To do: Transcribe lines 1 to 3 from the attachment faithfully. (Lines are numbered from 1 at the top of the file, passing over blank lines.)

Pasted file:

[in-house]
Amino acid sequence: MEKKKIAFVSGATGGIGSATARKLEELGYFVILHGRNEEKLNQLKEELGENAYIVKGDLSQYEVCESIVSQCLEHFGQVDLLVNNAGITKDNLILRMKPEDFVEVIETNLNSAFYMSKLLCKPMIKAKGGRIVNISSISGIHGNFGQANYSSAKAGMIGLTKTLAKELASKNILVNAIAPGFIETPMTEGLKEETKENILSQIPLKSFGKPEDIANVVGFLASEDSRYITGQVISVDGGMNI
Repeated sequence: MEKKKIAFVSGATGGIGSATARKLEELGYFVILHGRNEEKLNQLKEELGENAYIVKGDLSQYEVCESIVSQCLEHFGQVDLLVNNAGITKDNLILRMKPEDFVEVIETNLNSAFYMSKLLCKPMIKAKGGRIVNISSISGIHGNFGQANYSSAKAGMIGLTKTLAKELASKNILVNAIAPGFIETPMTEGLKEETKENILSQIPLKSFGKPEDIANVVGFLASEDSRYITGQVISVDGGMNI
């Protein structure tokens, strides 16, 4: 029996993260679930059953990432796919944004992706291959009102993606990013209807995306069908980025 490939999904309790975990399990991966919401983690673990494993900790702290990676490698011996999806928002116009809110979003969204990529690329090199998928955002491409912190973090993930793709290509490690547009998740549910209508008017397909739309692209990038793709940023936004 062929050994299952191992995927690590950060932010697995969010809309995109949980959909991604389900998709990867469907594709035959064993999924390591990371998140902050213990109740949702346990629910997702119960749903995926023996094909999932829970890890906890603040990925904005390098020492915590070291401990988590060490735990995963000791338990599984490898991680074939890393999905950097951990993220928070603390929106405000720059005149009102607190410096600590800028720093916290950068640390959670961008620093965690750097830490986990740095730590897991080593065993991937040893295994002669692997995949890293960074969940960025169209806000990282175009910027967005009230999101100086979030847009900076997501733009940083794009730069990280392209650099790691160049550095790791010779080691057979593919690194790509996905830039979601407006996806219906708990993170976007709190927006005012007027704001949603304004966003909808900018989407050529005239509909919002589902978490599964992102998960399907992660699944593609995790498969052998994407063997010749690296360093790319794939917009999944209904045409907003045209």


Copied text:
[in-house]
Amino acid sequence: MEKKKIAFVSGATGGIGSATARKLEELGYFVILHGRNEEKLNQLKEELGENAYIVKGDLSQYEVCESIVSQCLEHFGQVDLLVNNAGITKDNLILRMKPEDFVEVIETNLNSAFYMSKLLCKPMIKAKGGRIVNISSISGIHGNFGQANYSSAKAGMIGLTKTLAKELASKNILVNAIAPGFIETPMTEGLKEETKENILSQIPLKSFGKPEDIANVVGFLASEDSRYITGQVISVDGGMNI
Repeated sequence: MEKKKIAFVSGATGGIGSATARKLEELGYFVILHGRNEEKLNQLKEELGENAYIVKGDLSQYEVCESIVSQCLEHFGQVDLLVNNAGITKDNLILRMKPEDFVEVIETNLNSAFYMSKLLCKPMIKAKGGRIVNISSISGIHGNFGQANYSSAKAGMIGLTKTLAKELASKNILVNAIAPGFIETPMTEGLKEETKENILSQIPLKSFGKPEDIANVVGFLASEDSRYITGQVISVDGGMNI